"Regardless of our party, when we go to vote we expect to see ballot language that is clear and right," Hubbard said.
Valinda Freed worked with Hubbard during a 2006 fight to stop an amendment to allow scientists to perform all federally approved stem-cell research, a time when she said he first expressed interest in the position.
"He was appalled at the job the Secretary of State had done," Freed said. "He thought it was not handled properly."
The secretary of state's office summarizes proposed laws or constitutional amendment's in plain language for voters. But, Freed said Hubbard felt the ballot language provided by the secretary of state's office was not accurate.
"He felt it was totally misleading, people didn't know what they were voting for," Freed said. "When he saw the intervention that the Secretary of State, Mrs. Carnahan, did that definitely reinforced his thinking."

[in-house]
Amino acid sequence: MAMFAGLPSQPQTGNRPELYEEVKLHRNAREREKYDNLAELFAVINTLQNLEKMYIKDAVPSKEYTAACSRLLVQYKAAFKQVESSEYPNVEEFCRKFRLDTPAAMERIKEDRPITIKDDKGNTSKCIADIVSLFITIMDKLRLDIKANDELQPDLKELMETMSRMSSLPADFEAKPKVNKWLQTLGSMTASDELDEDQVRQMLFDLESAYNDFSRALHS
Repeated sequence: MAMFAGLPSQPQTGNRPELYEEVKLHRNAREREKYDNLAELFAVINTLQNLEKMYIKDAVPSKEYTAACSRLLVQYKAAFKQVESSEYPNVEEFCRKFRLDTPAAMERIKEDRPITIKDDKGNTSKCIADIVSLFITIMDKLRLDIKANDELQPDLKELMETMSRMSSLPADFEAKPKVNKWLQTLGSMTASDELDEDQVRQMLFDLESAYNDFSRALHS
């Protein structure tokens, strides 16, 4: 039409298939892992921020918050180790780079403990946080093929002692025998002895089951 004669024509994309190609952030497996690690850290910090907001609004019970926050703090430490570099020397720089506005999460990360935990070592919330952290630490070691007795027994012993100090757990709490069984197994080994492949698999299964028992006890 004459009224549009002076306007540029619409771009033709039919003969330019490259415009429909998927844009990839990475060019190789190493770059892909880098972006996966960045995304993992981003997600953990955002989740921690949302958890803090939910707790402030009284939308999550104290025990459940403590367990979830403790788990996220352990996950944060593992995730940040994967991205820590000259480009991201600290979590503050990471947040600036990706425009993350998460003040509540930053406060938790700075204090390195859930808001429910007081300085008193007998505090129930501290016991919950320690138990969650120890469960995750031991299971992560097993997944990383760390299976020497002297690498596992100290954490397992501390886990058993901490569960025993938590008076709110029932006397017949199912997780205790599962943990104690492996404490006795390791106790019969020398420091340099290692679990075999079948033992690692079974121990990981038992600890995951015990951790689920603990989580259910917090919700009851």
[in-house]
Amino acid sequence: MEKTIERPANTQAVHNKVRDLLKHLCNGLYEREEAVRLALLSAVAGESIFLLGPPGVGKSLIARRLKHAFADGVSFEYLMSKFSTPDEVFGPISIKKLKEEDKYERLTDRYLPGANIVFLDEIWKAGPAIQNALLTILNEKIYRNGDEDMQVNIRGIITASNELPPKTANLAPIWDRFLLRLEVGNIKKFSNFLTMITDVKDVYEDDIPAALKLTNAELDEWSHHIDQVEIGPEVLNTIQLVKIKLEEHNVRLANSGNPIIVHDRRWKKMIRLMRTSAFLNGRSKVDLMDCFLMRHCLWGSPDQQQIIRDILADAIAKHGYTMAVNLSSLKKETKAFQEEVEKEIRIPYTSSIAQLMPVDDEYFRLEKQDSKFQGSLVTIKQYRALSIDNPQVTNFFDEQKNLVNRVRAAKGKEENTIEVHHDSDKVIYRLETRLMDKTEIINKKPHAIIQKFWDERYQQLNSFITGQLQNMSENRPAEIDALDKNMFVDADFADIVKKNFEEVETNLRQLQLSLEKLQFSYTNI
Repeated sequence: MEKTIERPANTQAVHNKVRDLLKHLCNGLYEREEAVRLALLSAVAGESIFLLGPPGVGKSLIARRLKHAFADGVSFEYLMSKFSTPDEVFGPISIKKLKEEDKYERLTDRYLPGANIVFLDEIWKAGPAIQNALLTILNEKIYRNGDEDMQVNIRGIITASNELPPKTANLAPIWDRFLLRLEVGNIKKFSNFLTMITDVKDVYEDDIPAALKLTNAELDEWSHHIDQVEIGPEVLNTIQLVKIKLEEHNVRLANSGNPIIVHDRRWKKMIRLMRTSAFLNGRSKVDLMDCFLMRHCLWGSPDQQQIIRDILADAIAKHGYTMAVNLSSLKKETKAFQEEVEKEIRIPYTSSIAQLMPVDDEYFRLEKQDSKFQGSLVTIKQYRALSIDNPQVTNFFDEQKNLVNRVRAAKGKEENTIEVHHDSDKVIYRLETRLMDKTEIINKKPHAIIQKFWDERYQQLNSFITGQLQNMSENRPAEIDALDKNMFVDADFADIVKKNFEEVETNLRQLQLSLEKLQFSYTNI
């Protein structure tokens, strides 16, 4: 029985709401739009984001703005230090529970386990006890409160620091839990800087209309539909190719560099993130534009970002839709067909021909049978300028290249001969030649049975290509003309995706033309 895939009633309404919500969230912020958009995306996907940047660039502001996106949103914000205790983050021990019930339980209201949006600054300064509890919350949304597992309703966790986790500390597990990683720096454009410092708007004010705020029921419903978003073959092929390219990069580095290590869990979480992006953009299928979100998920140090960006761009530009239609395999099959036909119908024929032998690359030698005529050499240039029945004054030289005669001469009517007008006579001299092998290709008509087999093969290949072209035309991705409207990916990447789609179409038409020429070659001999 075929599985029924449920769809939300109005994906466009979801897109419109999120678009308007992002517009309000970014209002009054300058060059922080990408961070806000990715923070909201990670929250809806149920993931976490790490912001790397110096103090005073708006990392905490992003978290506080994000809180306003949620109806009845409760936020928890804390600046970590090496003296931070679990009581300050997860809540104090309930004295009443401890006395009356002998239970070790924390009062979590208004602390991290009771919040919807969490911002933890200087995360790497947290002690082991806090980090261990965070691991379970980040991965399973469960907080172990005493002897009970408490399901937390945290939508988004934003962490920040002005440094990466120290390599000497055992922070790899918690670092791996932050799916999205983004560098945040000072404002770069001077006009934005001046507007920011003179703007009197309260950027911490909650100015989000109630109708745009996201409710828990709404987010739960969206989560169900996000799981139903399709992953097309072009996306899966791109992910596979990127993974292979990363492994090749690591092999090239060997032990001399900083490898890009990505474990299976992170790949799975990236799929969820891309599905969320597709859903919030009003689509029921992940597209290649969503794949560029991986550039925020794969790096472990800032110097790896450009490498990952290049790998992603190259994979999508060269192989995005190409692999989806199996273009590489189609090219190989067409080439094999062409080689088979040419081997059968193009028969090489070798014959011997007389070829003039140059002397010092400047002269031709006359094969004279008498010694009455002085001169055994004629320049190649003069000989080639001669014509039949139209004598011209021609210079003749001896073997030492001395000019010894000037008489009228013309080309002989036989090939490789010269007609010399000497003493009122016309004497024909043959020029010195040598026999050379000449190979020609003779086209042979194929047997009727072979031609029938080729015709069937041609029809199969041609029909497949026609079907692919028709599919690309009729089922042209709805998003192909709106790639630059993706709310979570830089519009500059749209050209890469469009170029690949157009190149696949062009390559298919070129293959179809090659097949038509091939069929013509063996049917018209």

After the amendment was approved by Missouri voters Hubbard joined a group which challenged Carnahan's ballot language in court calling the language "insufficient" and "unfair."
A Cole County Judge ruled in their favor but upon appeal a new judge sided with the secretary of state's office.
Freed said Hubbard was passionate about the stem cell research issue because "he was extremely committed to the cause of life."
She said while working against the ballot initiative, Hubbard always went above and beyond.
"He took all the free time he had to make sure that every member of the team had exactly what they needed," Freed said. "If you really wanted to sum him up he is a strong Christian patriot."
Hubbard said he became a Christian in his mid-20s and it "transformed my life. My perspective on life changed."
If he is elected Hubbard, who currently manages a McDonald's in Fulton, also wants to focus on election fraud.
"The system's not working and we do have election fraud," Hubbard said.
Hubbard supports stricter voter identification laws and wants to take actions organizations that allow for voter fraud.